The coronavirus — now recognized as the COVID-19 — has made a drastic impact on those who are contaminated.
However, all across the world, people who are not contaminated by the virus appear to face their own contamination — a prejudiced mentality against Asian communities.
According to the Center for Disease Control and Prevention, the novel coronavirus was first identified in Wuhan, Hubei Province, China on Dec. 31, 2019.
With its most recognized form, the novel coronavirus has the opportunity to spread within proximity of six feet. This transmission occurs through respiratory droplets, commonly known as coughs or sneezes, according to the CDCP.
According to an email sent from the Eau Claire Department of Risk Management and Safety, there is an estimate of 165 students from China who will study on campus during the spring semester of 2020.
“Thirteen students from China will be taking classes as enrolled students at UW-Eau Claire – Barron County in Rice Lake,” according to the email. “University officials have been and will continue to be in communication with any students we know will be traveling to our campuses from China for the spring semester.”
It is important for the university to recognize these students and the overall wellbeing of the campus.
However, even though the email claims the intent is not to ostracize Chinese individuals, it is still not surprising to see these “just-in-case” warnings spread across the campus.
The UW-Eau Claire will not allow students or faculty to travel to China for study abroad or faculty-led immersion trips during the spring semester of 2020.
Additionally, the university will not release the names or personal information in regards to any student or employee who might have been in contact with the virus, the email said.
Even with a security measure to ensure privacy of infected individuals, students of color on campus may still be subject to bias, regardless of the fact that they are at a minimal risk of becoming infected.
According to NBC News, members of the Asian community have showcased their protests against the xenophopic-related comments and posts being directed toward them on social media.
Tanny Jiraprapasuke, a 44-year-old Thai American, shared her own encounter with prejudice on the subway through her Facebook account on Saturday, Feb. 8, in Los Angeles.
The video showcases a man directed angry comments and verbal accusations at Jiraprapasuke. She then realized his actions were directly related to the coronavirus.
“I dismissed him as a drunk until I noticed he was targeting me,” the post said. “Trapped, scared and shocked, I went into self preservation mode and avoided eye contact.”
Jiraprapasuke said her main concern was how alone she felt. As the man shouted words of hate speech, she was the only Asian American on the train.
Global examples of these instances are direct proof of how quick individuals will turn on an entire community, based on only the assumptions made by the color of their skin.
While these aggressors attempt to justify their concerns, the harm is still irreversible. These instances can occur anywhere, even on a bus.
Who is to say these instances of hate do not occur on university campuses nationwide?
“I’m not even Chinese,” Jiraprapasuke said to NBC. “He’s really attacking me because I look a certain way.”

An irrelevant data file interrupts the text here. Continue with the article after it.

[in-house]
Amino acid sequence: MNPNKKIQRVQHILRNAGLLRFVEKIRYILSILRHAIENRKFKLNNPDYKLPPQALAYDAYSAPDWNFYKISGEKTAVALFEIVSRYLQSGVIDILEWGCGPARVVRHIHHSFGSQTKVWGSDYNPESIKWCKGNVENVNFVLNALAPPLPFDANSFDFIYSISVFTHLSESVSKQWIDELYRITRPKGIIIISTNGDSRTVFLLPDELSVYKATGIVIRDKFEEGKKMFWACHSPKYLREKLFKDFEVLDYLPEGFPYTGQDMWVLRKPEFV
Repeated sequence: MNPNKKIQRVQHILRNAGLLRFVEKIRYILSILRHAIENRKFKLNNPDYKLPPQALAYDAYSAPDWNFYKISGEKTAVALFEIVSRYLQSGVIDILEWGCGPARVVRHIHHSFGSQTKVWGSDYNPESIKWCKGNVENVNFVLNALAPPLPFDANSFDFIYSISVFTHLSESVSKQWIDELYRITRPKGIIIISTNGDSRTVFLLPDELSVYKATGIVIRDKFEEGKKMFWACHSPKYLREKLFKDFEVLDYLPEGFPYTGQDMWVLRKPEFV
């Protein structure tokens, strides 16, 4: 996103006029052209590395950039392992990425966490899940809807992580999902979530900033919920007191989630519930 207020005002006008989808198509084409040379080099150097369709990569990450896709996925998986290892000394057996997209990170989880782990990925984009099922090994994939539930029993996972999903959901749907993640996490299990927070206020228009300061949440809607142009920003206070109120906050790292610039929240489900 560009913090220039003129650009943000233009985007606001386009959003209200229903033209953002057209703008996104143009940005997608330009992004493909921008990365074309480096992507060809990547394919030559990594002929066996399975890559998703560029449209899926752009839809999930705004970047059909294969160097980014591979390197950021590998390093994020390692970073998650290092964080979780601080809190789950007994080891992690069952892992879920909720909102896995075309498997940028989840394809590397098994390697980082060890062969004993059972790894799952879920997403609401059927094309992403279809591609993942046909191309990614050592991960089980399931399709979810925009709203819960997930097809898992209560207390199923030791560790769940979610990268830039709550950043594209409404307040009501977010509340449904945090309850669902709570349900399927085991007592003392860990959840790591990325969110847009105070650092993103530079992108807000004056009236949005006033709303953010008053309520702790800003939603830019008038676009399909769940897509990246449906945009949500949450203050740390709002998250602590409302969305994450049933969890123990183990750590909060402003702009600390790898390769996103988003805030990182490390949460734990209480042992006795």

Whether or not the intention is to hurt others feelings, a harmful impact can still resonate.
There comes a time where, as individuals, we must decide when an interaction is caused by genuine defense or a lack of information on the subject.
According to WEAU 13 News, the U.S. State Department established a travel warning for China at a “Level 4 Do Not Travel” and the CDCP issued a “Level 3 – Avoid Nonessential Travel” warning on travel to China.
The first Wisconsin coronavirus case was announced on Wednesday, Feb. 5, WEAU 13 News said.
This first contaminated individual within the state — the 12th case within the United States — is a resident of Dane County, Wisconsin. They had returned from a trip to Beijing, China, on Jan. 30, according to the Wisconsin State Journal.
The contaminated adult is currently isolated at their home and is in close contact with the UW Hospital staff as they are monitored, the Wisconsin State Journal said.
The access to this knowledge may come as a relief for some. It is very reassuring to know the medical assistance within the Wisconsin area expresses extreme concern for this issue.
It is important to recognize the severity of the virus and provide help to those who face the risk of being contaminated or transmitting the virus.
Yet, as a student within the state of Wisconsin, especially, it is a responsibility to not turn a blind eye on the discrimination that may occur within my own backyard.
Katie Hardie, a first-year writer for The Badger Herald, discussed her research on the prejudiced behaviors towards Asian Americans within her community.
Hardie said that within the state of Wisconsin and any area worldwide, shared knowledge has a powerful impact on a community. The harm comes when the information spread is false.
“Tying a disease to a minority race not only spreads further ignorance, but it carries the danger of alienating students who sometimes already feel out of place on this campus,” Hardie said.
Hardie and others who have shared their thoughts on harmful prejudice are correct.
The coronavirus cannot be used as an excuse to discriminate against members of the Asian American community and Asian community members worldwide.
As the virus continues to affect communities worldwide, this can be encouraging for others to review their actions and how they interact with those around them.
The coronavirus is an extremely sensitive subject at its core. There is no need to make the issue worse by instilling hate and discrimination onto others.
Nelson can be reached at [email protected].